So, onward with our walk. It's a beautiful day today, but rather than go on this walk, I'll just write about it because unfortunately, the sickness that struck me last weekend is still hanging in and heavy physical exertion is not in my repertoire. We left off at the Love Tree (happy belated Valentines Day btw) and were headed up to the view of Nauset Outer Beach.
I only took one snow picture, apparently, though its all gone now. Snow doesn't tend to last on the Cape. We only had a handful of actual cold days before it was in the 50's again and a healthy dousing of rain melted it all away. But I digress...
These two benches overlook Nauset Beach, the inlet that separates ocean from the sheltered marsh, Orleans Cove, and Salt Pond. The wind is always blowing off the water, and you can just hear the waves on the distant beach. This is an amazing place to be during storms, though it is also a place you are NOT supposed to be during storms, for obvious reasons. Let's just pretend I've never been there when I shouldn't be...
I always stop here and just look for a while. It's at the top of a small hill, so it's a nice place to take a rest anyway. There is a large open field opposite the water (which I stood in to take the pictures) that is also beautiful, especially in the summer when it's full of wildflowers, but I forgot to take a picture of it. This time of year, when it's not covered in snow, its a wash of golden brown dead grass with little tufts of milkweed pods clinging in protected spots. When I was a child, I loved going on this walk when the milkweed was out and I could touch the soft cottony seed pods. We would gather the hard outer shells once they were empty and make Christmas ornaments and other artwork with them, My brother and I might have used them as weapons as well, but that's another story.
For the next ten or fifteen minutes, its just a quiet, winding trail through the woods. I rarely see anyone else on this part for some reason. I think it might be because most people get to the Nauset Beach view and turn back. And the people who start the walk on the other side tend to do the smaller circle within the larger one, cutting out the woodsy section that I enjoy. I probably love it so much because no one is ever there. Well, someone was, based on the footprints in the snow, but way less people than on the rest of the walk.
The walk bisects the bike path, which always strikes me as a little abrupt, After the quiet and complete woodiness of the past 15 minutes, the slab of pavement always makes me a sad. I cross over it and continue down toward the swamp, and the last little bit of the walk. The return to civilization becomes more evident as the trail crosses a paved service road. Just past the road, there is a choice to go left or right. If you were to follow instructions and read the trail map, it's not really a choice, it's just that I take the long way I'm looking at the middle of the smaller walk. The signs tell you to go left, but I always go right, down the hill into the marsh.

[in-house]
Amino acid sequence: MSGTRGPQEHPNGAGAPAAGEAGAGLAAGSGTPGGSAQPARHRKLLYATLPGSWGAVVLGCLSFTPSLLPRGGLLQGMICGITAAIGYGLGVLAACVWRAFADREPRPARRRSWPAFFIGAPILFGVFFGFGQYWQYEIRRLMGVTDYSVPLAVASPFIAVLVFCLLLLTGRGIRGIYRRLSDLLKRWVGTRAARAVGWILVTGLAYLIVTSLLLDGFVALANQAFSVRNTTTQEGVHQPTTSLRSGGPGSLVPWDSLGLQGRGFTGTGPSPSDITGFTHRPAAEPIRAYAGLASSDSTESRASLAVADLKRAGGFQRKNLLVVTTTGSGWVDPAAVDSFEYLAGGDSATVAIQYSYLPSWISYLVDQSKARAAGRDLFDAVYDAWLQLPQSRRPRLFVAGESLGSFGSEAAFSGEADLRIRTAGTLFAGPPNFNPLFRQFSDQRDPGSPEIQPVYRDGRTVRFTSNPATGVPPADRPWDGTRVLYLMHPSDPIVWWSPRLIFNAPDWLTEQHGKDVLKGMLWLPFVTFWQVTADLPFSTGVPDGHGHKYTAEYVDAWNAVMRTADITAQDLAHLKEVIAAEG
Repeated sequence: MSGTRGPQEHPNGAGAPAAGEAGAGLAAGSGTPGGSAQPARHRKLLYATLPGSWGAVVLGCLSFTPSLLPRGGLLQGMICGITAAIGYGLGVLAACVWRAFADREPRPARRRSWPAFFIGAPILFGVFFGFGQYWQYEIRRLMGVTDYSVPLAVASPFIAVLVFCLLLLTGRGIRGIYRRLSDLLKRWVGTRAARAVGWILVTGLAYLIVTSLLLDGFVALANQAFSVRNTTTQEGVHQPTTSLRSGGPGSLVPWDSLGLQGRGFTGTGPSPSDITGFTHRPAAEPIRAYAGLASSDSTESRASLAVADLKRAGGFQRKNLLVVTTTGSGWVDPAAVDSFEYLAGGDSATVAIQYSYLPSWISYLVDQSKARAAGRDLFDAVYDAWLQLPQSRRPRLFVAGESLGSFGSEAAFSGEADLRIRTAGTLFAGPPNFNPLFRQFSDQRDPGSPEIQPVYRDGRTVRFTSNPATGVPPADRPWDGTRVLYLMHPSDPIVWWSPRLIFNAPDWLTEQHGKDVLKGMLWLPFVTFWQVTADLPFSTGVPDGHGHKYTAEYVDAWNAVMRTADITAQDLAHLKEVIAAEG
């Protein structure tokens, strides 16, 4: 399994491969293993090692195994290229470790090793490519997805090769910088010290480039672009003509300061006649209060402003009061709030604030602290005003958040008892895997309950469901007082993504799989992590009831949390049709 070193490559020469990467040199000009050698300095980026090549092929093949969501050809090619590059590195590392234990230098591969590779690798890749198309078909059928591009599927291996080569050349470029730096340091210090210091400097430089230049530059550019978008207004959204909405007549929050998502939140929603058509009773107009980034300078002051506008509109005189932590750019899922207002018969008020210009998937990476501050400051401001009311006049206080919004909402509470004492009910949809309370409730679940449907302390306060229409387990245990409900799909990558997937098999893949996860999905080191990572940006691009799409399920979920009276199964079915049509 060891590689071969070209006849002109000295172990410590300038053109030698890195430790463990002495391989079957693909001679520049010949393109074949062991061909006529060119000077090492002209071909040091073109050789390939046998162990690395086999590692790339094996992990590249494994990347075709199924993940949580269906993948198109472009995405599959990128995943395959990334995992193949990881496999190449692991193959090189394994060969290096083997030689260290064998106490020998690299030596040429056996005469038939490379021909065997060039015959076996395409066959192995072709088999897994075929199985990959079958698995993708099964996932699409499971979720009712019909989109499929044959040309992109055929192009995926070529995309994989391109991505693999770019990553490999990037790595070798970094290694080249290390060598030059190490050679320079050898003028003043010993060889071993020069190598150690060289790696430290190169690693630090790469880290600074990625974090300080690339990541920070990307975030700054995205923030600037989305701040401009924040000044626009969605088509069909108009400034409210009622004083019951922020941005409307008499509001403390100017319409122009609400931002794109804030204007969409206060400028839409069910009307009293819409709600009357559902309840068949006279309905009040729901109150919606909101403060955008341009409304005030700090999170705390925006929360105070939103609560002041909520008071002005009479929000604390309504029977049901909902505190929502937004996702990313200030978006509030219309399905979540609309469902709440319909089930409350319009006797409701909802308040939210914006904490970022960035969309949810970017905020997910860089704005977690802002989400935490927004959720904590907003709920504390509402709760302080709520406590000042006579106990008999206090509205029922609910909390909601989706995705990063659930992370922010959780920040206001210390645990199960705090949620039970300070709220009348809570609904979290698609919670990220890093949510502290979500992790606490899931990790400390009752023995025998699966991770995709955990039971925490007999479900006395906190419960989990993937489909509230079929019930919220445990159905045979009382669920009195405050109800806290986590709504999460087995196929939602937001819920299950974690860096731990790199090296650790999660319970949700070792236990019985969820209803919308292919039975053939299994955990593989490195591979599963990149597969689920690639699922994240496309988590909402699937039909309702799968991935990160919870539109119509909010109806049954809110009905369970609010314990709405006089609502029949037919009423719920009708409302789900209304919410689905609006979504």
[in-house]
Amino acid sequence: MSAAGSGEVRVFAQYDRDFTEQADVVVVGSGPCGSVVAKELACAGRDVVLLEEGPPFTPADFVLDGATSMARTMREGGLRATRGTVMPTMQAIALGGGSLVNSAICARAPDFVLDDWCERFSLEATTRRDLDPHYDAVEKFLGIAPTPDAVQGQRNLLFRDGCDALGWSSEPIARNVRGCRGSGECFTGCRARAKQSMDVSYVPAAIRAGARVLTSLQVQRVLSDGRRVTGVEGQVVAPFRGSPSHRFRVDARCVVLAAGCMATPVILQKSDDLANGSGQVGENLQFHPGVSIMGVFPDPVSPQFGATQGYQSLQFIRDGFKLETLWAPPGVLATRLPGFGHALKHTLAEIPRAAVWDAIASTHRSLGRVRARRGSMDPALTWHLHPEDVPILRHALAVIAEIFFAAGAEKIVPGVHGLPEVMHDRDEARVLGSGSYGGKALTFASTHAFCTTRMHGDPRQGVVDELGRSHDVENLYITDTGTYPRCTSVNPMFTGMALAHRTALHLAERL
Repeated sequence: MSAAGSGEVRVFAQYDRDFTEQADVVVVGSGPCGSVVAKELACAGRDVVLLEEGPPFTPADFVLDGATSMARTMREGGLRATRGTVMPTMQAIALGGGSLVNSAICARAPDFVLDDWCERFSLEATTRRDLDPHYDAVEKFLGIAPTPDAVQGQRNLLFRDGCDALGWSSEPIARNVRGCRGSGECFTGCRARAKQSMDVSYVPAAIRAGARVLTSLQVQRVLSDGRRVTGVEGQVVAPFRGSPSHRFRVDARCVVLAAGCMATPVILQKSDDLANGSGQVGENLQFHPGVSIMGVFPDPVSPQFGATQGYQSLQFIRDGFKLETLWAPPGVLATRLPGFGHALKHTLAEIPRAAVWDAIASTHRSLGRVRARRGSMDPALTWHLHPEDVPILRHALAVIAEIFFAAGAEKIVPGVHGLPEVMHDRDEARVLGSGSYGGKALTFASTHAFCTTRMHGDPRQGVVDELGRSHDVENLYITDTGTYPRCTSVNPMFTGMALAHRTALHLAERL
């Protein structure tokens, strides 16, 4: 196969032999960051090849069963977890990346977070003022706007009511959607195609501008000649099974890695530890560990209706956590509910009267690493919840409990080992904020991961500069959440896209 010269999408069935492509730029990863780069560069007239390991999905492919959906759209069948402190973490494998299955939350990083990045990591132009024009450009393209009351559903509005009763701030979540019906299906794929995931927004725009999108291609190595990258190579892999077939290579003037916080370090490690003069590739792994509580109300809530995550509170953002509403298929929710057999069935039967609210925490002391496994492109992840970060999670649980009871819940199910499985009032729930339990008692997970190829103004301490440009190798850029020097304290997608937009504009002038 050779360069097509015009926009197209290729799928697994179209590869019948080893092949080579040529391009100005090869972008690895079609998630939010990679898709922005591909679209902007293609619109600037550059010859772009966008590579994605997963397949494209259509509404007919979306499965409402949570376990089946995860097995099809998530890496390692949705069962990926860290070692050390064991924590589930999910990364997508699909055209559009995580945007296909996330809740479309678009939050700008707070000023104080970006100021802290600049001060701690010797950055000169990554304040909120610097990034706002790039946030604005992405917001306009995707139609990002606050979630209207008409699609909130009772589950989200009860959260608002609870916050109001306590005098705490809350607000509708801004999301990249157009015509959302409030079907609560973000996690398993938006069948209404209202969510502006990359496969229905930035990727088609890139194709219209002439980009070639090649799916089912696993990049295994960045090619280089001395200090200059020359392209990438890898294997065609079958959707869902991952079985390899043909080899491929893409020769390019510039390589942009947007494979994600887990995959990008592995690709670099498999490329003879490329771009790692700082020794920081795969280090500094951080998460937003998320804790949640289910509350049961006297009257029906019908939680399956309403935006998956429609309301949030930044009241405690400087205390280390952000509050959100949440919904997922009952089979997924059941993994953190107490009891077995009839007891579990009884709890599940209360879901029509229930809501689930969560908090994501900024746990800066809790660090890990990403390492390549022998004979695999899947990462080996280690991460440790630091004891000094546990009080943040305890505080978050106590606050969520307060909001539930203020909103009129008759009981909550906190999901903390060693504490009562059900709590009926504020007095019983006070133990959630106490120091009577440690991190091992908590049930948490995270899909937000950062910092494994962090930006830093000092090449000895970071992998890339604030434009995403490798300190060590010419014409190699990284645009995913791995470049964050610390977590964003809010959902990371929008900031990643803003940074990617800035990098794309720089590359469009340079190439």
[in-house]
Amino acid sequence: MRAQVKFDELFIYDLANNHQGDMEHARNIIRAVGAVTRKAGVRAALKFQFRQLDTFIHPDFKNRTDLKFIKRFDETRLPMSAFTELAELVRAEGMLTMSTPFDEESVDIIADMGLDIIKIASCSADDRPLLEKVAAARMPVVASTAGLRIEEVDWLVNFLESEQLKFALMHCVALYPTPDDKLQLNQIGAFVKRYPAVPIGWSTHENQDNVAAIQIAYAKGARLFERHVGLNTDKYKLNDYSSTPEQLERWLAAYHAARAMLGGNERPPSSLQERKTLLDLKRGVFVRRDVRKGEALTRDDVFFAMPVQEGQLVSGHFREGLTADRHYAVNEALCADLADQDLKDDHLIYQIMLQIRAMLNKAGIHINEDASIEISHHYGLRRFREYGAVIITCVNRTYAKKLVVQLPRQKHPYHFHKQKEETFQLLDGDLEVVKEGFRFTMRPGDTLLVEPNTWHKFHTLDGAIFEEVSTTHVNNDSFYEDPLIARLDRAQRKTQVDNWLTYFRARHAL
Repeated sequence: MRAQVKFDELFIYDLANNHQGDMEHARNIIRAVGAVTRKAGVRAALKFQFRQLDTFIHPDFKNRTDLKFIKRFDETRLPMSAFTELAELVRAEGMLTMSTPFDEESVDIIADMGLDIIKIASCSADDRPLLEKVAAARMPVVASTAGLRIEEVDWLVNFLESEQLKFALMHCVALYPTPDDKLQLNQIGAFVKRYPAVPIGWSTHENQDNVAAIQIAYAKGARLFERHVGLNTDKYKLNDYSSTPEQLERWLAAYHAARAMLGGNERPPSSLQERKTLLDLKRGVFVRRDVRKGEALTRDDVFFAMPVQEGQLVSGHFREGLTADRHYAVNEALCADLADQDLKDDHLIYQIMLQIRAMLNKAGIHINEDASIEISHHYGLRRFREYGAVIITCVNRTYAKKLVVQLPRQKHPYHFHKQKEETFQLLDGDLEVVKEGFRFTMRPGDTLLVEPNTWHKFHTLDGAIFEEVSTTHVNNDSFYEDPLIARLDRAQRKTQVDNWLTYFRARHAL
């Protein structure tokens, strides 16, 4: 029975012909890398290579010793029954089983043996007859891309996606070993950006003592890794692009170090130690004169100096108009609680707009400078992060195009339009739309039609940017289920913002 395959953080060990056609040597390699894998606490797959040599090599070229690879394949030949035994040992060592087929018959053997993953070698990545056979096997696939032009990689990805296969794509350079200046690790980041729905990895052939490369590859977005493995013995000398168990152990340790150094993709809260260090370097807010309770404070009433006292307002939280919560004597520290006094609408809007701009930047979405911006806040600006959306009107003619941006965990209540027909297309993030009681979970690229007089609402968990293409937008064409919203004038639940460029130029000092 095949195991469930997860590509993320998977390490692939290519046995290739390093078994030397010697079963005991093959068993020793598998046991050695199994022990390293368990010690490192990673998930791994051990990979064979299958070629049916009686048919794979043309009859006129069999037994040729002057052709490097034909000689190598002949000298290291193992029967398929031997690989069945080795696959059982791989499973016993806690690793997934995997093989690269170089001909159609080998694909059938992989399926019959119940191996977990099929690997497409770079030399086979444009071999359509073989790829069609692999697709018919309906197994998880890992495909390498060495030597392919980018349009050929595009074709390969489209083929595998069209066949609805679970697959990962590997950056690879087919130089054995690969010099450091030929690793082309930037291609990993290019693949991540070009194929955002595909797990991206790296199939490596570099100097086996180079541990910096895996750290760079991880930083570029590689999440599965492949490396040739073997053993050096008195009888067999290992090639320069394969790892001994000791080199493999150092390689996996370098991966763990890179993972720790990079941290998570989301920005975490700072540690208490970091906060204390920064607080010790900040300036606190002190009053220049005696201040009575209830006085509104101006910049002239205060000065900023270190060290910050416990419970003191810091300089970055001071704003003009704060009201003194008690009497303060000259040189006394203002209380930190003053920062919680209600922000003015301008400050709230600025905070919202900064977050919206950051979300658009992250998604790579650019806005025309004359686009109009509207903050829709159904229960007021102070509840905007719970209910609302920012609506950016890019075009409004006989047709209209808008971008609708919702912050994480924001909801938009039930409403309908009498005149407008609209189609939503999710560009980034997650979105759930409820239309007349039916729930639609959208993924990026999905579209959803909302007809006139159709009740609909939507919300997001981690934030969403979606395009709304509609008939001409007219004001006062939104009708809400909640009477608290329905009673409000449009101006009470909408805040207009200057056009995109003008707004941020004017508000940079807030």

I honestly do not know it's real name, and rather than do the research and find out, I'll just tell you what I've always heard it called: the Blind Trail. The smaller trail goes from the visitor center building in a small loop that only takes about 15 or 20 minutes to do. The entire thing is lined by posts with a rope connecting them, When I was in school they would bring classes of children to this spot, blindfold them, and have them walk it holding onto the ropes, so we could experience what it's like to be blind. None of us took it seriously, we all tripped each other and giggled and peaked through the blindfolds, but I'm very glad my school tried to educate us like that. I doubt children are allowed to miss studying for MCAS long enough to walk in the woods, nowadays.
There are signs throughout the entire area giving the names of trees, but on the Blind Trail, there are informational plaques that talk about the history of the area. They are written in braille as well, seeing as it is the Blind Trail. They mention the Nauset Native Americans who used to live in the area, as well as the original settlers. I never read any of them as a child, but I've since started to take a moment to educate myself as I walk.
Sometimes, I'll close my eyes and hold the rope and see how far I can go without looking. Electrical tape is wrapped around the rope in places to mark where there are steps. Unfortunately, over time, some of the tape is gone, the rope has shifted, and erosion has caused the steps to move. It's a dangerous game to trust the tape.
The last little bit of the walk is a shallow pond that is completely filled with some kind of plant that I can no remember the name of. They are bright red in the summer then turn into sad brown sticks in the winter. Whatever they are, the plaques tell all about them and how there used to be a farm there. A bridge lets you walk out into it. During the summer, its so loud because of the gigantic bullfrogs that you can't even hear the highway, which is not very far away. There are always tons of red-wing black birds there as well, singing.
After the bridge, the trail climbs slowly up a hill back to the visitor center. And that is the walk. It took me 3 blog posts to get it all in there, and I could have gone on, honestly. I didn't even mention the side path that leads to Doane Rock. That's largely because I plan on doing a whole blog about Doane Rock, though I don't plan on walking to it from the National Seashore path. You can drive right up to it, which suits me just fine this time of year.
Thank you so much for walking with me.